Japanese camera brand Fujifilm recently opened what it bills as its first ever experience centre, a ‘photography playground’ spanning three floors in London’s Covent Garden. Innovation researcher Charlie Lloyd headed down to the House of Photography to see for himself what Fujifilm is offering its customers at this new space.
I’ve never been to a camera store quite like Fujifilm’s new House of Photography in Covent Garden. As a consumer, there is a huge amount going on across the store’s three floors to keep the casual browser entertained and to satisfy photography enthusiasts and brand loyalists alike. As an innovation researcher, I was impressed to see the store bringing together so many of the features we’ve seen emerge in experiential retail, and give them a unique a twist that only a camera manufacturer like Fujifilm can deliver.
Social media-focused product trial
The single most striking thing about the store is the extent to which it is geared around social media. On the first floor, the store’s Social Studios invites visitors to shoot and film their own content, using equipment they can borrow from the ‘Kit Stop’ and various props that are available in the studio area. On the ground floor, a smaller space called the Midnight Studio is available for visitors to trial cameras’ abilities to take darker photos. At basement level, a more comprehensive studio is available for hire, which can be booked and paid for via the store’s app. We’ve seen lots of stores encourage customers to share content to social media in-store, but Fujifilm has taken the opportunity to make this just as much about product trial.
The House of Photography app is also the customer’s means of booking a range of other services throughout the store. Users can book a GFX Expert Session where they can sit down with a knowledgeable associate and discuss the specifications of Fujifilm’s more advanced products. They can also book a place at one of the store’s seminars or workshops on different aspects of photography, or hire out equipment, the cost of which will be deducted from the price if the customer wishes to purchase at the end of the hire.
Having the app is beneficial in another sense too, as by signing up to the app and becoming a member, the consumer gains access to the Long Acre Lounge, an area of the basement floor where members can take a break and socialise with one another.
Servicing multiple customer missions
The store struck the right balance in allowing customers to choose their own journeys; there were plenty of very helpful associates, but information is also displayed on multiple screens throughout the space, allowing customers to find things out for themselves if they prefer to shop that way. One screen for example, asks users a few simple questions about their lifestyle and interests before recommending a camera to suit their needs.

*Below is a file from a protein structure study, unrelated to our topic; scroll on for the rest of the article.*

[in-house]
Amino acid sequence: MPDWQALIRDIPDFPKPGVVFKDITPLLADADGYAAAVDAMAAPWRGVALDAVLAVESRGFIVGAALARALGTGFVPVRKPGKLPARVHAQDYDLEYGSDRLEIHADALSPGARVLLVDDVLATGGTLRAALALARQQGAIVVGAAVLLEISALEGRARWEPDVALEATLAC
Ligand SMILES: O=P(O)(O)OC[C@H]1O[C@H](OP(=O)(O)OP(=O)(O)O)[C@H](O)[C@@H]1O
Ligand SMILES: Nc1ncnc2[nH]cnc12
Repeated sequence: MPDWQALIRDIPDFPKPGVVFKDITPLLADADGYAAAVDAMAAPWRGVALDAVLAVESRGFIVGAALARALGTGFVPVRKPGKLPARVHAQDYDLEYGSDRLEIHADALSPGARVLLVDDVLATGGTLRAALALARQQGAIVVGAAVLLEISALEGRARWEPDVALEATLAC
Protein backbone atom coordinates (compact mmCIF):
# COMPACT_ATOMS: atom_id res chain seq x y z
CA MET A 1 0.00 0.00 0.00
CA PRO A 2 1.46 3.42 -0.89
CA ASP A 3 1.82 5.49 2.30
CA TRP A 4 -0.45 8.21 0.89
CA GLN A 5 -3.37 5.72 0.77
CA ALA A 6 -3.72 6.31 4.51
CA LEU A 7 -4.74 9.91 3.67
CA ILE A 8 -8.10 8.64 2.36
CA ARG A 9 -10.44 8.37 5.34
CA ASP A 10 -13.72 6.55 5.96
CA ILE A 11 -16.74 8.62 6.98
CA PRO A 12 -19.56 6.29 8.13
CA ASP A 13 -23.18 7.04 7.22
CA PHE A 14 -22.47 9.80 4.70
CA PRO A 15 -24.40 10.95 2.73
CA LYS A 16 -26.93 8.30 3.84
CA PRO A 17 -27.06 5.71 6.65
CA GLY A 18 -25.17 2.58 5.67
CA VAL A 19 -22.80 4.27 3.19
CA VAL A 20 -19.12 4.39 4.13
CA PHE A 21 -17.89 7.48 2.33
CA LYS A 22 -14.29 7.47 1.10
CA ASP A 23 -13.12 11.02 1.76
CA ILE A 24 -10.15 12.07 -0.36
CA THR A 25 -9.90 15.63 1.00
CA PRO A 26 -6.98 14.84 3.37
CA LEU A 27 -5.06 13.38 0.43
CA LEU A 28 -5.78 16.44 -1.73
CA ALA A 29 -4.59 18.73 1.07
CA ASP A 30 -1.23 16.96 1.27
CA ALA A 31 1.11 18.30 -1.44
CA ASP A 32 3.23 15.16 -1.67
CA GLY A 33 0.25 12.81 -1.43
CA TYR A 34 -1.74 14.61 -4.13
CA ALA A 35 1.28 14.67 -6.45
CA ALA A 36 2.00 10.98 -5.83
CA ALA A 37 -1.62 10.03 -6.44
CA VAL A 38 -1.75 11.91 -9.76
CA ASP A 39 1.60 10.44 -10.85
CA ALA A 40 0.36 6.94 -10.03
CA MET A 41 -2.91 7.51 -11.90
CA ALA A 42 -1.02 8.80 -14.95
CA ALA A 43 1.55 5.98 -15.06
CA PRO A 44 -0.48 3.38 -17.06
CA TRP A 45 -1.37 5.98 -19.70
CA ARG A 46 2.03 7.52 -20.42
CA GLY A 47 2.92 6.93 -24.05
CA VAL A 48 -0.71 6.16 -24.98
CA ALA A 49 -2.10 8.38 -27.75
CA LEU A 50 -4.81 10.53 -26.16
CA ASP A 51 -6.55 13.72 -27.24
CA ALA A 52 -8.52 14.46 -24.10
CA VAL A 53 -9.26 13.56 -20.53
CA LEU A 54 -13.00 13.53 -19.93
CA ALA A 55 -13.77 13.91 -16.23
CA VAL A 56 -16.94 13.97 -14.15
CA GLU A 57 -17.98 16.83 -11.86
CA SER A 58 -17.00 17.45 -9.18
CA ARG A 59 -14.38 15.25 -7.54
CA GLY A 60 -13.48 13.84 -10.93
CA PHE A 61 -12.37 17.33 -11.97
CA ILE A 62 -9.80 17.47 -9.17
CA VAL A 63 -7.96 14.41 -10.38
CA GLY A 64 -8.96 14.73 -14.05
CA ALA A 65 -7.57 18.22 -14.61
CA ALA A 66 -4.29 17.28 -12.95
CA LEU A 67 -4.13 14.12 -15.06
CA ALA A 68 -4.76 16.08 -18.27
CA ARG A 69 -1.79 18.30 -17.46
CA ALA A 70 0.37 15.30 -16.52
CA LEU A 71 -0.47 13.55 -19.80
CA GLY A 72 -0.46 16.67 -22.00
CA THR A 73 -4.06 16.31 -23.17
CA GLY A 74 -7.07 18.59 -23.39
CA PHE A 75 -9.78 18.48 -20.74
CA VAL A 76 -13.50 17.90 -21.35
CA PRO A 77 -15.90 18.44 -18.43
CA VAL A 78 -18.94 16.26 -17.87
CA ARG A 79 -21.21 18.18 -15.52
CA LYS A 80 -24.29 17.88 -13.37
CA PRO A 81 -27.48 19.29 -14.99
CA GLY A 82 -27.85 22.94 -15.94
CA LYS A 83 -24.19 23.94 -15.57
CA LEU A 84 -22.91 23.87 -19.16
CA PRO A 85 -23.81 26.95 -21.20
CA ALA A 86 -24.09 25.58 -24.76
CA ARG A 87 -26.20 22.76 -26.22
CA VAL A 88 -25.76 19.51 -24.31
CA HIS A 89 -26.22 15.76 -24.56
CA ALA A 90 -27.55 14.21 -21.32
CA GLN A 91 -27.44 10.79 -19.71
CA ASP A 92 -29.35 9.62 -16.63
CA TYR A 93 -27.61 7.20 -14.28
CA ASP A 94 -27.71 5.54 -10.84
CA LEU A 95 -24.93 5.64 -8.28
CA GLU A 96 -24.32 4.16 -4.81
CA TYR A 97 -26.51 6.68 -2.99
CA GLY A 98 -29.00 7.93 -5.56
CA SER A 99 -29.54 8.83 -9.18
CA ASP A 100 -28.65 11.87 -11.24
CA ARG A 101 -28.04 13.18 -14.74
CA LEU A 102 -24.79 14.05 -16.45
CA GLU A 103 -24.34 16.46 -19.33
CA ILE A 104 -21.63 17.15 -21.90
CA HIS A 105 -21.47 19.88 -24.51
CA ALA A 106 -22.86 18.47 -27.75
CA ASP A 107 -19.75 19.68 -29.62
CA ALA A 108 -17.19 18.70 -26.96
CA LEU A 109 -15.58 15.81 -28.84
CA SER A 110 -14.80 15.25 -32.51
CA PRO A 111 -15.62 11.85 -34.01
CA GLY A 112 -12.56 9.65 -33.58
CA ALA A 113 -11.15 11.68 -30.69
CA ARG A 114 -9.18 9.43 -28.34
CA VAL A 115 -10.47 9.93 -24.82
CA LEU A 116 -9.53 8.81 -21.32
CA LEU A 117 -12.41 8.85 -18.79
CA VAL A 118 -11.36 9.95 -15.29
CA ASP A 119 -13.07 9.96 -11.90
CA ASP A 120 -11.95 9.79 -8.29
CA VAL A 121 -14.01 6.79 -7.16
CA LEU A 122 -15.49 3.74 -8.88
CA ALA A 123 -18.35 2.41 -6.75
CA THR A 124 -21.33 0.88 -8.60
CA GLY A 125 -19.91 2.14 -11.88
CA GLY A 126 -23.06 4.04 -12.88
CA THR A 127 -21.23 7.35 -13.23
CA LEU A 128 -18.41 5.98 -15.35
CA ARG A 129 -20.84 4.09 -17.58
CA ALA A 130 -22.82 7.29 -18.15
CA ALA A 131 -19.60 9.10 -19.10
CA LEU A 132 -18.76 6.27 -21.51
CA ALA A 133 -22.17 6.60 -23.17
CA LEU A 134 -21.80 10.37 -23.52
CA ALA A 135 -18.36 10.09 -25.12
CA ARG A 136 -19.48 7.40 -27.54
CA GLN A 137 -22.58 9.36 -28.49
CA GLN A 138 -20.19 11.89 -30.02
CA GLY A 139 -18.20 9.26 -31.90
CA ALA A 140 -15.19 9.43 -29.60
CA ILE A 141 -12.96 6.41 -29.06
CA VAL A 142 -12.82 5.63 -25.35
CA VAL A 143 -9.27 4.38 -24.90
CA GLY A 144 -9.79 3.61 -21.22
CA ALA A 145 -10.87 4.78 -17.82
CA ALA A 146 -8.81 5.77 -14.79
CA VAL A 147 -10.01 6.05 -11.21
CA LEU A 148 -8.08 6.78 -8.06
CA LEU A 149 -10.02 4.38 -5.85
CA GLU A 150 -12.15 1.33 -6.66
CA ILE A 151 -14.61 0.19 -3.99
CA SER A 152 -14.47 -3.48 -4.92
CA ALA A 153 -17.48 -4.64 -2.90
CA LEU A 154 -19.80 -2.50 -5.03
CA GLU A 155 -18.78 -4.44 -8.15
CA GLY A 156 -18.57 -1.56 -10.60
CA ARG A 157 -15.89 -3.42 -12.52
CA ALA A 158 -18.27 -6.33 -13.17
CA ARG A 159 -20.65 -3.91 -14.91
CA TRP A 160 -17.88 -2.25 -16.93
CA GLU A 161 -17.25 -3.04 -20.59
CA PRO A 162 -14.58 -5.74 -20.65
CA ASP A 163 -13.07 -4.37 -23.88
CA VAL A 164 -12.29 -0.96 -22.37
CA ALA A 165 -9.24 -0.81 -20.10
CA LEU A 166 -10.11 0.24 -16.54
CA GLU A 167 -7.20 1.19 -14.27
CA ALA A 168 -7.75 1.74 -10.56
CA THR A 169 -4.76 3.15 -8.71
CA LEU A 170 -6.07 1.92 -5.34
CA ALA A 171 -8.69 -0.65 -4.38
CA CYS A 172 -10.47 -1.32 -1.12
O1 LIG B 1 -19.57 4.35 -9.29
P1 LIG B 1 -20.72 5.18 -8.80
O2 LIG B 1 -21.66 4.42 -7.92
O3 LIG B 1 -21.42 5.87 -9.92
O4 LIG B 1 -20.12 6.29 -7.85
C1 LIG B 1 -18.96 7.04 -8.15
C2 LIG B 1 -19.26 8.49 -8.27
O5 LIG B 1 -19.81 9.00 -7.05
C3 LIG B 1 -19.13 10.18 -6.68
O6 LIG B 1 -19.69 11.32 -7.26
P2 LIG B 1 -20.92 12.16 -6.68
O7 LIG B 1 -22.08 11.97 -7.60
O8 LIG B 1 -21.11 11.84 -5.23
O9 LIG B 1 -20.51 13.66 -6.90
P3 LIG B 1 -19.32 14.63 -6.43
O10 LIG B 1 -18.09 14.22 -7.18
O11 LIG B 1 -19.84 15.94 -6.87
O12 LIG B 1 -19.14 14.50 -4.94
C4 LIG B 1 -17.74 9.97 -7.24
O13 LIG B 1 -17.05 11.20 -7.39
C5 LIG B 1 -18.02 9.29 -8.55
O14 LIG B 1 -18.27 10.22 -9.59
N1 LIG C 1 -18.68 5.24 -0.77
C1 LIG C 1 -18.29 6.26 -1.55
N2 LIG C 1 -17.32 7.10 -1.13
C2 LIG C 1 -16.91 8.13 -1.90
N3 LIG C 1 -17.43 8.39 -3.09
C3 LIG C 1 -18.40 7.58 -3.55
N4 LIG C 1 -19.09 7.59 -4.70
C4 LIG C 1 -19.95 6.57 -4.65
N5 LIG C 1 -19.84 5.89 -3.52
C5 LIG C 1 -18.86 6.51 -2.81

Other areas of the store cater more specifically to other missions and types of customer. A scrapbooking area offers all the materials and decorations needed to create a scrapbook, and they can be made there and then as kiosks are available to print off the customer’s photos from their camera or phone. Another area focuses on gifting, displaying everything from conventional gift ideas like photo frames to more out-there suggestions like jigsaw puzzles made from photographs.
Throughout the store, there are a number of small touches which root it to its place. Digital screens under the tagline ‘Your London’ display various images captured across the capital, while customers are invited to leave a token of themselves by adding their own photo to the Instax wall on the ground floor.
All in all, Fujifilm seems to offer something for everyone without cheapening its offering at the higher end of the market. The ground floor seems to have been designated the space for fun and exploration, while more serious product consultations and vlog shoots can be carried out upstairs, perusing the regularly updated mini photo exhibition on the main wall on the way.
In fact, I explored all three floors of the House of Photography, but I couldn’t find any negatives.